• Temperature device: A temperature device which can perform a temperature ramp with a cooling rate of 1 °C/h is required. For the temperature ramp, a temperature range from -5 °C to -40 °C is required. For the sample pre-treatment a temperature of +90 °C is necessary. The same or a separate temperature device can be used for the sample pre-treatment. Direct control of the temperature device via the viscometer significantly simplifies the operation.
    A Peltier temperature device has many advantages compared to traditional liquid temperature devices for this application:
    • Precise sample temperature control ensures the highest viscosity accuracy
    • No additional space in the lab needed for a thermostat or oven
    • Minimum maintenance thanks to air counter-cooling
    • No flammable cooling liquids

Overview of the test method

The test method includes the following main steps:

  1. 16 mL of homogeneous sample must be filled into the measuring system.
  2. The sample is preheated to +90 °C for 1.5 h to 2.0 h. This step should remove the ‘memory’ of the oil. An oil’s thermal history can influence its future behavior including gelation properties.
  3. The temperature is reduced to -5 °C and the sample is held at -5 °C for 15 min to 30 min for temperature equilibration.
  4. A temperature ramp from -5 °C to -40 °C, or until 40,000 mPa·s are reached with a cooling rate of 1 °C/h, is performed. During the temperature ramp, the sample is exposed to a low shear rate of approx. 0.2 s-1.
  5. Determination of Gelation Index, Gelation Index temperature and critical pumpability temperature: Additionally, the temperatures associated with the following viscosities must be reported: 5,000 mPa·s, 10,000 mPa·s, 20,000 mPa·s, 30,000 mPa·s and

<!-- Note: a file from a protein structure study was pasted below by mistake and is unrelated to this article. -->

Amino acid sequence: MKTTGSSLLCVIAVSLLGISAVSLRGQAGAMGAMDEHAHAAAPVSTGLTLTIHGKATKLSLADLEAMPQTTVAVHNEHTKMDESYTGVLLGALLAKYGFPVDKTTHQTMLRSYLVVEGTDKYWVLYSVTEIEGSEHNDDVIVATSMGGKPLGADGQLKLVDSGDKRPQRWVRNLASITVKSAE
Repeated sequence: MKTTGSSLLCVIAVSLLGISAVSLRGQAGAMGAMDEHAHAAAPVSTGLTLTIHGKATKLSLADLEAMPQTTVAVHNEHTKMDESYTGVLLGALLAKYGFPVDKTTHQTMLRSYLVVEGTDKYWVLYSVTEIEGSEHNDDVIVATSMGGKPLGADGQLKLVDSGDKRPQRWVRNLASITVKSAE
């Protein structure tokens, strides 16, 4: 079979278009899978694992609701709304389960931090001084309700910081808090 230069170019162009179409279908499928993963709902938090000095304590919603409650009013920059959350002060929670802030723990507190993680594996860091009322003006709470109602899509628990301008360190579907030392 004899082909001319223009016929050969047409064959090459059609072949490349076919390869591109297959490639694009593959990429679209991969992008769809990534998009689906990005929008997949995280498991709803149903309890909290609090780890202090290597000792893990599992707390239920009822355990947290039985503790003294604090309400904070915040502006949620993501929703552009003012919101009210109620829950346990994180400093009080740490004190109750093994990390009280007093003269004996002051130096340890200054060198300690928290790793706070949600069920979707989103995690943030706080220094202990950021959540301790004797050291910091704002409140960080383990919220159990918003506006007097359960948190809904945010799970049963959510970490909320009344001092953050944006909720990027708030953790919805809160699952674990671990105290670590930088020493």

40,000 mPa·s.

Note: Other test methods also address the pumpability problem of engine oils at low temperatures: ASTM D3829 and D4684. However, the temperature cooling procedure and shear rate are different, and this can lead to significantly different test results. 

What is the difference between ASTM D5133 and D7110?[3]

  • The standard ASTM D7110 method is used for viscosity measurement of used and scoot-containing engine oil.
  • The test procedure differs from ASTM D5133 regarding the cooling rate for the temperature ramp. According to ASTM D7110 a cooling rate of 3 °C/h instead of 1 °C/h is required.
  • The device setup must include a source for dry air or nitrogen. The top of the test tube must be flooded with a low air flow / gas atmosphere of approx. 10 mL/min to 20 mL/min during the measurement. This action prevents condensation and freezing of water on the oil surface.
  • The test result must contain the temperature value at 5,000 mPa·s, 15,000 mPa·s, 25,000 mPa·s, 40,000 mPa·s and
    60,000 mPa·s, in contrast to ASTM D5133.

Common units

According to the ASTM standard, dynamic viscosity must be indicated in millipascal seconds [mPa·s].

Other relevant ASTM standards for rotational viscosity testing

ASTM D7110: Standard test method for determining the viscosity-temperature relationship of used and scoot-containing engine oils at low temperatures

ASTM D2983: Standard test method for low-temperature viscosity of automatic transmission fluids, hydraulic fluids, and lubricants using a rotational viscometer

ASTM D8210: Standard test method for automatic determination of low-temperature viscosity of automatic transmission fluids, hydraulic fluids, and lubricants using a rotational viscometer

DIN 51398: Testing of lubricants; procedure for measurement of low-temperature apparent viscosity by means of the Brookfield viscometer (liquid bath method)

References

[1] https://www.astm.org/Standards/D5133.htm
[2] Selby, T. and Miiller, G., 2008. Thermal History of the Engine Oil and Its Effects on Low-Temperature Pumpability and Gelation Formation. SAE Technical Paper Series.
[3] https://www.astm.org/Standards/D7110.htm